Taste and See: the challenge of the new

St Paul 14C

The first reading on Sunday, the 5th Sunday of Easter, Came from the book the Church especially listens to during the Easter season, the Acts of the Apostles. The book witnesses to the newness of life in the Spirit, but also, as here, suggests that there was also something in those early days that could be both brutal and brutalising.

When Saul got to Jerusalem he tried to join the disciples, but they were all afraid of him: they could not believe he was really a disciple. Barnabas, however, took charge of him, introduced him to the apostles, and explained how the Lord had appeared to Saul and spoken to him on his journey, and how he had preached boldly at Damascus in the name of Jesus. Saul now started to go round with them in Jerusalem, preaching fearlessly in the name of the Lord. But after he had spoken to the Hellenists, and argued with them, they became determined to kill him. When the brothers knew, they took him to Caesarea, and sent him off from there to Tarsus.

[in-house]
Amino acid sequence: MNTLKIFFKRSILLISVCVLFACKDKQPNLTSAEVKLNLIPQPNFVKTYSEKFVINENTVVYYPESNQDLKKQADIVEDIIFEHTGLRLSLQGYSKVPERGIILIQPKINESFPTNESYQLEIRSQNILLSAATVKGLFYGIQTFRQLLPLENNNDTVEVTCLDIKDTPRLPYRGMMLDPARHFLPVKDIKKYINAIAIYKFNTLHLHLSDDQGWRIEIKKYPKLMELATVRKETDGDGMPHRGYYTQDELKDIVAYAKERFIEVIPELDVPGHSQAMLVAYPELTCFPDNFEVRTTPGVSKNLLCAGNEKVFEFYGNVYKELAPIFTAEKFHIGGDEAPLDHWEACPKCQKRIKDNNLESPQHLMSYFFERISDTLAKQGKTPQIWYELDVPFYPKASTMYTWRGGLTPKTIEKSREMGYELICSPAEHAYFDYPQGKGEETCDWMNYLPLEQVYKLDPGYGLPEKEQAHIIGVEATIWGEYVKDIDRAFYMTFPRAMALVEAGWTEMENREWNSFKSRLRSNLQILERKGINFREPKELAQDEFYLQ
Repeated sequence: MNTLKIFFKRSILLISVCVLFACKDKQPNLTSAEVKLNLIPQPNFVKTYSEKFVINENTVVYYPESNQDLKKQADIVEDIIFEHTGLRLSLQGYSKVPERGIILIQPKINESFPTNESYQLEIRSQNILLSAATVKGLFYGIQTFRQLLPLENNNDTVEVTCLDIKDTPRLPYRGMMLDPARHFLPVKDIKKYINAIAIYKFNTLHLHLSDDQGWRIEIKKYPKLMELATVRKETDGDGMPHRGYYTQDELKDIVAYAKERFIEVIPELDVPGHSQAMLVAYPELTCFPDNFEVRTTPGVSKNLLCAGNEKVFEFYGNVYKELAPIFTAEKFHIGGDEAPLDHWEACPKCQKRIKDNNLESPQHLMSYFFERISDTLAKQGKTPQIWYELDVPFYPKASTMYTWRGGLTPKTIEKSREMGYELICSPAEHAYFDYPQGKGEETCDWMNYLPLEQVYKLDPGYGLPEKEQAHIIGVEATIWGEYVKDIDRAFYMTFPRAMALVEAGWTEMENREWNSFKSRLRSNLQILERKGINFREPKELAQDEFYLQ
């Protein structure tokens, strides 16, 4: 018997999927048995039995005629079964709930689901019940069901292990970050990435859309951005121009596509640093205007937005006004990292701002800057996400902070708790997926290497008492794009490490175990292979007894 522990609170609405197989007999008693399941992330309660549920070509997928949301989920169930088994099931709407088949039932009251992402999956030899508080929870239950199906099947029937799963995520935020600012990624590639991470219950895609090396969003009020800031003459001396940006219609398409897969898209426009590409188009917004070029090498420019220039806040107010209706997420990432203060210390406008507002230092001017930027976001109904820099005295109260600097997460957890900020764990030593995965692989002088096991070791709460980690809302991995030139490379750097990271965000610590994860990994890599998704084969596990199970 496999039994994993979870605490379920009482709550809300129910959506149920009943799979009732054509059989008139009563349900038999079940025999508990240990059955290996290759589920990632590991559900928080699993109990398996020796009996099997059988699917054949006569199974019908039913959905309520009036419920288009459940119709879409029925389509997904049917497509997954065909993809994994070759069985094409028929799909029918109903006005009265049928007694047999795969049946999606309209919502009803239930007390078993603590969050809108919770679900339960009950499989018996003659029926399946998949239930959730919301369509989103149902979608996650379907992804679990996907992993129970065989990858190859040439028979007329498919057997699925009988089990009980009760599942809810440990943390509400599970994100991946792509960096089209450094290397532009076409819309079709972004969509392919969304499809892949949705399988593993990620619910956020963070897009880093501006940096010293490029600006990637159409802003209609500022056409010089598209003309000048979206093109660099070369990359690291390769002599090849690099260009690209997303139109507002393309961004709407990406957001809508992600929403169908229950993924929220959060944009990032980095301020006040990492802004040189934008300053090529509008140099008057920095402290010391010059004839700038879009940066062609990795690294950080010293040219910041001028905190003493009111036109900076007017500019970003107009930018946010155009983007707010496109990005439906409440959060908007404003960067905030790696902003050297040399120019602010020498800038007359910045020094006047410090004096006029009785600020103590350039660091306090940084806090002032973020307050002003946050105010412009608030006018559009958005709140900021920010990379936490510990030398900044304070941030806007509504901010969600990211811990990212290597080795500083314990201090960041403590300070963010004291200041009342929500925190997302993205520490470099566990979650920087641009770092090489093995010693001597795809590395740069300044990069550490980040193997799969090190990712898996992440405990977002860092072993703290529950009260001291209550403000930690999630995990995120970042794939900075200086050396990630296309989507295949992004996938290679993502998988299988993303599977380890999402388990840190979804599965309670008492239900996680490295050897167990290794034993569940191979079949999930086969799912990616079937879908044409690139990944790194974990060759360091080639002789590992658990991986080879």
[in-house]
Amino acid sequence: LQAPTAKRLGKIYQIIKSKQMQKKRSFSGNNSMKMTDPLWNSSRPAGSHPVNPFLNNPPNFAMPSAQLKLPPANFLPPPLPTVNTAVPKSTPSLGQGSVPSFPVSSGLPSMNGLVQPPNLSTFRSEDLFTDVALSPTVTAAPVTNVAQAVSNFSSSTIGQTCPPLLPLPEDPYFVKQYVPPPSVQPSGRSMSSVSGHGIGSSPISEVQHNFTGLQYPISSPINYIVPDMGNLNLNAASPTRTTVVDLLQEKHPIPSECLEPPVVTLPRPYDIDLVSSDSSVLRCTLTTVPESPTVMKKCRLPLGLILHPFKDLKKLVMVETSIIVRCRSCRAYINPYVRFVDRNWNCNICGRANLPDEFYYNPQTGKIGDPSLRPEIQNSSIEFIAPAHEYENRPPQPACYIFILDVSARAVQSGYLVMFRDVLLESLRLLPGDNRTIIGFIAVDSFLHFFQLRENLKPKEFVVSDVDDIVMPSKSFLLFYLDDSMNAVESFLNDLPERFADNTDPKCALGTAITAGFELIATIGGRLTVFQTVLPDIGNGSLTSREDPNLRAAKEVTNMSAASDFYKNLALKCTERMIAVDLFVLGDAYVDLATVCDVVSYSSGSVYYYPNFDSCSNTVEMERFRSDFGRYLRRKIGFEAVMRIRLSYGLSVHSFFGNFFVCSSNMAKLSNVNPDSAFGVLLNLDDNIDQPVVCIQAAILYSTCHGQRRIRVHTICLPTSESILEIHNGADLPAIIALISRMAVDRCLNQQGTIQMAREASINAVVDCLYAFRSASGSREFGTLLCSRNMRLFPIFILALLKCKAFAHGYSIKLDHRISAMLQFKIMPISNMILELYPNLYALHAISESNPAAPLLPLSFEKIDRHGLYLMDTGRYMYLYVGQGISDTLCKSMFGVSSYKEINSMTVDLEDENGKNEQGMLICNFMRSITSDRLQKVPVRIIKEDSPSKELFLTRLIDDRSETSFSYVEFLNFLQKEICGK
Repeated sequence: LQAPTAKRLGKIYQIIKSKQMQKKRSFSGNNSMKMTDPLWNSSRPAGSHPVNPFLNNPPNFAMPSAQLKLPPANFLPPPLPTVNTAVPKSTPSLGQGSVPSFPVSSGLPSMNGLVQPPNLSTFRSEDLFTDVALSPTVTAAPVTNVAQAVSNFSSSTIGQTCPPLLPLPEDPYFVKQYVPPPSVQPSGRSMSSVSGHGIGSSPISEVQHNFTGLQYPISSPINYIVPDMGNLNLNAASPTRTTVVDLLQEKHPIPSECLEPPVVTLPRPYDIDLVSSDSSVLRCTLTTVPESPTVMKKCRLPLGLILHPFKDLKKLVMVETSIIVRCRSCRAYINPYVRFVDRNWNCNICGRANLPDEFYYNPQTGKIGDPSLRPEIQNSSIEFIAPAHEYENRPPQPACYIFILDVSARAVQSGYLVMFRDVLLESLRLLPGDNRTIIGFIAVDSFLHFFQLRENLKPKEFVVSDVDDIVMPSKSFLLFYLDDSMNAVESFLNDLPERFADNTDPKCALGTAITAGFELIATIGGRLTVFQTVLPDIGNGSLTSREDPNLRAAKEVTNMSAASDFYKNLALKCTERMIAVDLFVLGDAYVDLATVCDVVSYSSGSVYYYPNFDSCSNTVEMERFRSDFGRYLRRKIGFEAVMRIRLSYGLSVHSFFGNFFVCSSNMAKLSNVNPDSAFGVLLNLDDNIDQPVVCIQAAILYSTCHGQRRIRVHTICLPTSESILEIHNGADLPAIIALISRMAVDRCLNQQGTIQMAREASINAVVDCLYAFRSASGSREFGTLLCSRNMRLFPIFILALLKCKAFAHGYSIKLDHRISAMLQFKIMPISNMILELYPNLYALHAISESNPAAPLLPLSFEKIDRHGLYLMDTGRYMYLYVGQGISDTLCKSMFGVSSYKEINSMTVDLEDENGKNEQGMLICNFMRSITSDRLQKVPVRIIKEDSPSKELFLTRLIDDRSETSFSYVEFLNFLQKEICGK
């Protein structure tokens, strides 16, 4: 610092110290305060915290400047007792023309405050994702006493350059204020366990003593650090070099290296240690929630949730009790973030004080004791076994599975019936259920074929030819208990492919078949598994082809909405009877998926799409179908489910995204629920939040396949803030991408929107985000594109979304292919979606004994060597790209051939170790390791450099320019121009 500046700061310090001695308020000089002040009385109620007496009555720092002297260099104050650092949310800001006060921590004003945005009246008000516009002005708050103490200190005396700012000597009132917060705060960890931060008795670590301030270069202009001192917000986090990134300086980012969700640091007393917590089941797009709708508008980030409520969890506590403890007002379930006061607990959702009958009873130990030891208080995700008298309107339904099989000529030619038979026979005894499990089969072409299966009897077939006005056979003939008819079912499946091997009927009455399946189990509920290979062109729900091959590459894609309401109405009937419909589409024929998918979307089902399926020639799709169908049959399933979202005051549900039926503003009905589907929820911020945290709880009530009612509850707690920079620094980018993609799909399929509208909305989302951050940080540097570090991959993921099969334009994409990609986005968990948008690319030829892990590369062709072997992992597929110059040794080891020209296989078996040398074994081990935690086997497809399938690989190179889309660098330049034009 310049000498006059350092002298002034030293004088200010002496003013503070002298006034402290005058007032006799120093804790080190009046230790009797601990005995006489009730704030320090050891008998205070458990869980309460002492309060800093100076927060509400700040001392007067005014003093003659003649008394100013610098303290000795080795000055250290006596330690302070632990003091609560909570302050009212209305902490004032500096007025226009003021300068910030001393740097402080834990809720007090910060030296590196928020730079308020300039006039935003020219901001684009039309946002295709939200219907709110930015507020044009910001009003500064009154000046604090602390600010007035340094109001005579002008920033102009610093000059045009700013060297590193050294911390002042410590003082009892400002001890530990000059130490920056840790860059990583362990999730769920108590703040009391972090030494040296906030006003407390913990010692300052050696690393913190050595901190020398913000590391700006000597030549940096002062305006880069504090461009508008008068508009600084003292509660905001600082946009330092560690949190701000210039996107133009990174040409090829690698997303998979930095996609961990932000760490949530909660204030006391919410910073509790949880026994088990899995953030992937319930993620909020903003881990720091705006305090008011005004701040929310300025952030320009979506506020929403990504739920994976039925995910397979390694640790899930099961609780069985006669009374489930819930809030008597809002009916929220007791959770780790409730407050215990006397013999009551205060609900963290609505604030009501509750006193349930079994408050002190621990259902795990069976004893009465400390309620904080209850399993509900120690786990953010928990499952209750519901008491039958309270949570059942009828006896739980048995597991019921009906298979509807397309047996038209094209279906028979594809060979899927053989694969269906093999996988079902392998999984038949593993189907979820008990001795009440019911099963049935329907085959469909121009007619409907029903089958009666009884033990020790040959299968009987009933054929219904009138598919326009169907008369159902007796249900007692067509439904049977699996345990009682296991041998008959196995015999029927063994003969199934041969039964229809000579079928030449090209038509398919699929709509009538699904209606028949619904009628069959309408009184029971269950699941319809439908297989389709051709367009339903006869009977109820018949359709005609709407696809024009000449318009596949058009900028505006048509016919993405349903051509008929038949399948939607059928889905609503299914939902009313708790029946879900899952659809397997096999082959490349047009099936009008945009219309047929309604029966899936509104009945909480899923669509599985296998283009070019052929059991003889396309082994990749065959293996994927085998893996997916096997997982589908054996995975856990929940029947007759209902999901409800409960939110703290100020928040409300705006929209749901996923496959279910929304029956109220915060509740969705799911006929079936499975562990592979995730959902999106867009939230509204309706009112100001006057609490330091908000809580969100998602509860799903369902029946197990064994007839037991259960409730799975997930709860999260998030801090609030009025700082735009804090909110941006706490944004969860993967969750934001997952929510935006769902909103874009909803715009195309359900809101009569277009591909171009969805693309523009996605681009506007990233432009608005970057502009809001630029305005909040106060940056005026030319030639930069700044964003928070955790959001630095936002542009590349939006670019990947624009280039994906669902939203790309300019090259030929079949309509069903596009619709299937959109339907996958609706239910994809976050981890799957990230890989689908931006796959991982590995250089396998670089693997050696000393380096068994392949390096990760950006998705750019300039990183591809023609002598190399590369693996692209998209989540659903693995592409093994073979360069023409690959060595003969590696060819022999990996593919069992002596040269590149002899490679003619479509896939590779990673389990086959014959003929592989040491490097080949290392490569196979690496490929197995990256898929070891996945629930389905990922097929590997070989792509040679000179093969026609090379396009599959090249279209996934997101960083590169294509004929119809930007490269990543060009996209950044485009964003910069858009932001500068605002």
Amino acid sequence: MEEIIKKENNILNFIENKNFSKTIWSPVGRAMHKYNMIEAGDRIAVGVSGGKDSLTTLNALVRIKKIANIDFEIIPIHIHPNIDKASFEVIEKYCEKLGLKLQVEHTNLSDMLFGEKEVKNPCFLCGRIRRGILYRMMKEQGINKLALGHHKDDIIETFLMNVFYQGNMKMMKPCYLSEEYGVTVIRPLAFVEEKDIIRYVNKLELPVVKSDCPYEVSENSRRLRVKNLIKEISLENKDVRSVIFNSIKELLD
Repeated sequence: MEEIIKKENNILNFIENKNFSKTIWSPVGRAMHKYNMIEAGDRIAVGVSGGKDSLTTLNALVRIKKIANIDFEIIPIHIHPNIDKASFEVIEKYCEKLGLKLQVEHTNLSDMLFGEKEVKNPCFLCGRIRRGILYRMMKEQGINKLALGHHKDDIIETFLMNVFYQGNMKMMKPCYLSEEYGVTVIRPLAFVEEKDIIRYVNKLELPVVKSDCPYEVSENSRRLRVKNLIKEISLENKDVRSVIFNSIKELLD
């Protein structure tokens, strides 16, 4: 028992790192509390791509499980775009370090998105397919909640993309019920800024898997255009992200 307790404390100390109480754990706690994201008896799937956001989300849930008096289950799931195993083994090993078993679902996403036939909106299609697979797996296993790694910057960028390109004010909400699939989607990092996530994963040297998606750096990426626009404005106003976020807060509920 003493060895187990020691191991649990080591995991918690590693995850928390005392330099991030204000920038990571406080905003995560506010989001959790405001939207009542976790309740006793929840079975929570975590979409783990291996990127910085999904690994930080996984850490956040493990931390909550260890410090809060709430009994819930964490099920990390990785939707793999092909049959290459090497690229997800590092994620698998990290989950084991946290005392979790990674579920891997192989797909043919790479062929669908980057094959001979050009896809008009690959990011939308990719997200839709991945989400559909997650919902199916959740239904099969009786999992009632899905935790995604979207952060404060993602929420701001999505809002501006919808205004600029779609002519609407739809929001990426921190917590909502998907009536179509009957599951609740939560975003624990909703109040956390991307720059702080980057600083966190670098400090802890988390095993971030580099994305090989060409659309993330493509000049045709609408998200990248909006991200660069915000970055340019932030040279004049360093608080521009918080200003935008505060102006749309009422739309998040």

Acts 9:26-31

Were it not for his ‘exile’, perhaps Paul’s mission to the Gentiles would not have got underway. Maybe, too, the Church in the Holy Land needed a certain ‘recovery’ time.

  • Where are we in this? What do we proclaim, teach, espouse?
  • What is the effect on us and others?
  • How do we take responsibility for our way forward? Our own way forward, and theirs?

Carving of St Paul, St Paul outside the Walls. (c) 2014, Allen Morris.

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